Electric jeepneys ease Philippines air pollution

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[MANILA] The Philippines has launched the largest electric public transport fleet in South-East Asia with its first commercial franchise of electric jeepneys (e-jeepneys) -- an environmentally friendly version of a popular vehicle originally made from US military jeeps left over from World War II.

The move, which took place at the beginning of this month (1 March), is being seen as helping to pave the way for all countries in the region to accelerate their shift to more eco-friendly mass transport systems.

Other countries in South-East Asia are already working on their own versions of public transport system that will reducecarbon emissions and improve air quality.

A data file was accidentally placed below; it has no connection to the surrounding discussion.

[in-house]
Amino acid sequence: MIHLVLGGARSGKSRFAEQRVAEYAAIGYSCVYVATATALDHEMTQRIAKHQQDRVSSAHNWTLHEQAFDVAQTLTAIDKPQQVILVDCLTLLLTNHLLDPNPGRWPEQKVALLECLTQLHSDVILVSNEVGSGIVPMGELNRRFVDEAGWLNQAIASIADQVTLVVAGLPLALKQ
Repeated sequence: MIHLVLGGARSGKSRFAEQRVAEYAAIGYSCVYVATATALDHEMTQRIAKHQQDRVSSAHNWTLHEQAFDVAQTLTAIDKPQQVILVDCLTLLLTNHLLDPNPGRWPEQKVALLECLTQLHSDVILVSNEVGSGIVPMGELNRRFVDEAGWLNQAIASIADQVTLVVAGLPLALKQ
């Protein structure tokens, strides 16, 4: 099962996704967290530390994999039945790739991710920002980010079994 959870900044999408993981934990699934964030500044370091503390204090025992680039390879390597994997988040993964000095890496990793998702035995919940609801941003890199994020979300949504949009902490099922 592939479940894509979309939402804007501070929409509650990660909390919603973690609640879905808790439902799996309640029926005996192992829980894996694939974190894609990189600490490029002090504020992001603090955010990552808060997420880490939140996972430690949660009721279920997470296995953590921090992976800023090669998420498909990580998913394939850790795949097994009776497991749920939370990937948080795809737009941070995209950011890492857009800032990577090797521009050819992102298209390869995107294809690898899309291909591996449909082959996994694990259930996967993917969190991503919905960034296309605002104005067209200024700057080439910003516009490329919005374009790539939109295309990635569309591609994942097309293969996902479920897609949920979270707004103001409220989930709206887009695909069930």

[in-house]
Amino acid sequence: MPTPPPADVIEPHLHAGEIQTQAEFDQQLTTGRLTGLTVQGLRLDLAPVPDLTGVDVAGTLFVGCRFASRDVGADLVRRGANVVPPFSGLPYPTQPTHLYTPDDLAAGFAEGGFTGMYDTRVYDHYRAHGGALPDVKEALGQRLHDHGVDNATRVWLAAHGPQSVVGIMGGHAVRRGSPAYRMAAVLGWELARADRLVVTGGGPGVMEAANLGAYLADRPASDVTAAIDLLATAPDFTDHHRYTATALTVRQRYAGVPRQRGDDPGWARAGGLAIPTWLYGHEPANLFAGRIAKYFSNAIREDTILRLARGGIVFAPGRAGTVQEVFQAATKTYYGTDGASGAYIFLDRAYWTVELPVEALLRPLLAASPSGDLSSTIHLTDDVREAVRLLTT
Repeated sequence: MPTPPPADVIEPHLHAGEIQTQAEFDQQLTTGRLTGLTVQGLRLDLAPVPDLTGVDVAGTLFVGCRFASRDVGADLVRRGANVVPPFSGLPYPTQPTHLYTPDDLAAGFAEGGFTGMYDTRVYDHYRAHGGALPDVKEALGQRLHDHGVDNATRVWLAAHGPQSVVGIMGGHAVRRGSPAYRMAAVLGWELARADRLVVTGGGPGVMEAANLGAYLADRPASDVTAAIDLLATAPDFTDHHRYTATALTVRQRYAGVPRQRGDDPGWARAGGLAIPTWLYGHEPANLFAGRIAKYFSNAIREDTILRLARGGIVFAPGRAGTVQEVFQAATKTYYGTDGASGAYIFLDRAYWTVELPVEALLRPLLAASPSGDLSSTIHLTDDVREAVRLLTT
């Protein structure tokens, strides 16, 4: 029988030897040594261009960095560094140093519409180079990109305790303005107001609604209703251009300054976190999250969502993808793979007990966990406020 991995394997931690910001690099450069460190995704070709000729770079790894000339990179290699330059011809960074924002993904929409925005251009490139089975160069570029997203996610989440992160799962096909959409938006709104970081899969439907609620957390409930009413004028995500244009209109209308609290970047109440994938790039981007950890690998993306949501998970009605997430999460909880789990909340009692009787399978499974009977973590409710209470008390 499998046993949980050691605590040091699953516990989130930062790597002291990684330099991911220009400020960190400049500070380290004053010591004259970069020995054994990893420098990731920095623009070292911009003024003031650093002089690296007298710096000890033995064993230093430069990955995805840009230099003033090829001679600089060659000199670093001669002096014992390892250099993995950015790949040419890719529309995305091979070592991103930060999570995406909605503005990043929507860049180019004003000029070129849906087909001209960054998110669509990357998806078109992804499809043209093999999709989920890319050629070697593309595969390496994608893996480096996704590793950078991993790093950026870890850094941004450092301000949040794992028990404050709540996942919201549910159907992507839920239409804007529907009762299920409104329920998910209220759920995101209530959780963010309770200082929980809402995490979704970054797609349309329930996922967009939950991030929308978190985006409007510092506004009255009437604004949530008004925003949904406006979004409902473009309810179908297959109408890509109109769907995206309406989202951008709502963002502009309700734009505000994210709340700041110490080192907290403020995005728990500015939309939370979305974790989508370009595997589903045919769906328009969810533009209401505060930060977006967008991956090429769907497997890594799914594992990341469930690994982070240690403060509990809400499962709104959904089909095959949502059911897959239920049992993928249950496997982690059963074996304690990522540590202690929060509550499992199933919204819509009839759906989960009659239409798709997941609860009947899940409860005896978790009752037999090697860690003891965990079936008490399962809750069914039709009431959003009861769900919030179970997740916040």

Singapore, for example, is testing a hydrogen-powered public bus, and is working with German researchers to develop electric taxis, with the initial prototype expected in 2014. And Thailand is looking into electric tuk tuks to replace the motor-powered three wheeled vehicles that roam Bangkok's busy streets.

Diesel-powered jeepneys are the most popular public transportation in the Philippines, and have become a symbol of Philippine culture. But, with some 50,000 jeepneys -- many of them widely seen as 'smoke-belchers' -- on the streets of Metro Manila alone, studies have tagged them as one of the biggest sources of air pollution in the country.

Now, under a franchise to operate and cover a particular route, a 21-vehicle fleet of e-jeepneys is plying the streets of a section of the business district of Makati City, the country's main financial district, charging the same fare as traditional jeepneys.


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